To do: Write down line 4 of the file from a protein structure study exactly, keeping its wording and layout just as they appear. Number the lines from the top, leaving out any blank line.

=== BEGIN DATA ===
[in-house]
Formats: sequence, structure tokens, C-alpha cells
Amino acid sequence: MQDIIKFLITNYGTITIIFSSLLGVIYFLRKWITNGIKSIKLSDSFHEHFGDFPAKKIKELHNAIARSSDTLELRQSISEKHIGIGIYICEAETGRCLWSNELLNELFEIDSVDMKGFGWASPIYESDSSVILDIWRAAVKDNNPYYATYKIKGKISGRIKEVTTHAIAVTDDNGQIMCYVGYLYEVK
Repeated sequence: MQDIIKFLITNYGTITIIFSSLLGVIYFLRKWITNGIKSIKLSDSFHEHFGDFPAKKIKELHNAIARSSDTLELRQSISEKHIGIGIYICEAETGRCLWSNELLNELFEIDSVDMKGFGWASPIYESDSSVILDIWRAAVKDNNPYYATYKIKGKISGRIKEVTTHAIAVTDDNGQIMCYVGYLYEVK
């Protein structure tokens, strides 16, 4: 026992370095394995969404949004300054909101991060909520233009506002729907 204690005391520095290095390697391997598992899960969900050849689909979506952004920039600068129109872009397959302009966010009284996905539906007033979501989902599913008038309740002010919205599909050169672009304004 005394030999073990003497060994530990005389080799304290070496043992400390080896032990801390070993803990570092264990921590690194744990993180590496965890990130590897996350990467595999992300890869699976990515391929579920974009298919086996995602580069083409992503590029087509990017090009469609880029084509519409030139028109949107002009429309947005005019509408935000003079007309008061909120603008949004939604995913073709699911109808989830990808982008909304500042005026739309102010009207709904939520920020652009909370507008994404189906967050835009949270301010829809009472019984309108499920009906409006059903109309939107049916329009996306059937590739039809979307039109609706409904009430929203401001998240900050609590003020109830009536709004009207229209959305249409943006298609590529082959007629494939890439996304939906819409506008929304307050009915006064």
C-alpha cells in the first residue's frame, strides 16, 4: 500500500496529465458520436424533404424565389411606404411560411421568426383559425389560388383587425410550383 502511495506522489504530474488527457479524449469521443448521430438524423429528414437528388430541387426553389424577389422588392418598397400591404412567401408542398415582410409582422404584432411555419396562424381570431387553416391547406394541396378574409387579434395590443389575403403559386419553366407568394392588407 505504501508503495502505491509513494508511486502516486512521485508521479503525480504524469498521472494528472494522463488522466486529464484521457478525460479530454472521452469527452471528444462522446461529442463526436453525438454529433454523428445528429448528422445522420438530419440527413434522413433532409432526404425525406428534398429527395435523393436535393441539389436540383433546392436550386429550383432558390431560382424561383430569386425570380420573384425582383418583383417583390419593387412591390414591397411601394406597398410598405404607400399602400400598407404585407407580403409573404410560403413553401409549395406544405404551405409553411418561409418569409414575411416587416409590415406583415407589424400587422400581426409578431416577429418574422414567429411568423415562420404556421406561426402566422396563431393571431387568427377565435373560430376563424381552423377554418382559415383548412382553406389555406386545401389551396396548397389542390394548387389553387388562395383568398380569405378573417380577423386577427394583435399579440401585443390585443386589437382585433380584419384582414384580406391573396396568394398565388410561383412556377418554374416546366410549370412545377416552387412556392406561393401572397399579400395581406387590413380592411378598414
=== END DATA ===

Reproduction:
Repeated sequence: MQDIIKFLITNYGTITIIFSSLLGVIYFLRKWITNGIKSIKLSDSFHEHFGDFPAKKIKELHNAIARSSDTLELRQSISEKHIGIGIYICEAETGRCLWSNELLNELFEIDSVDMKGFGWASPIYESDSSVILDIWRAAVKDNNPYYATYKIKGKISGRIKEVTTHAIAVTDDNGQIMCYVGYLYEVK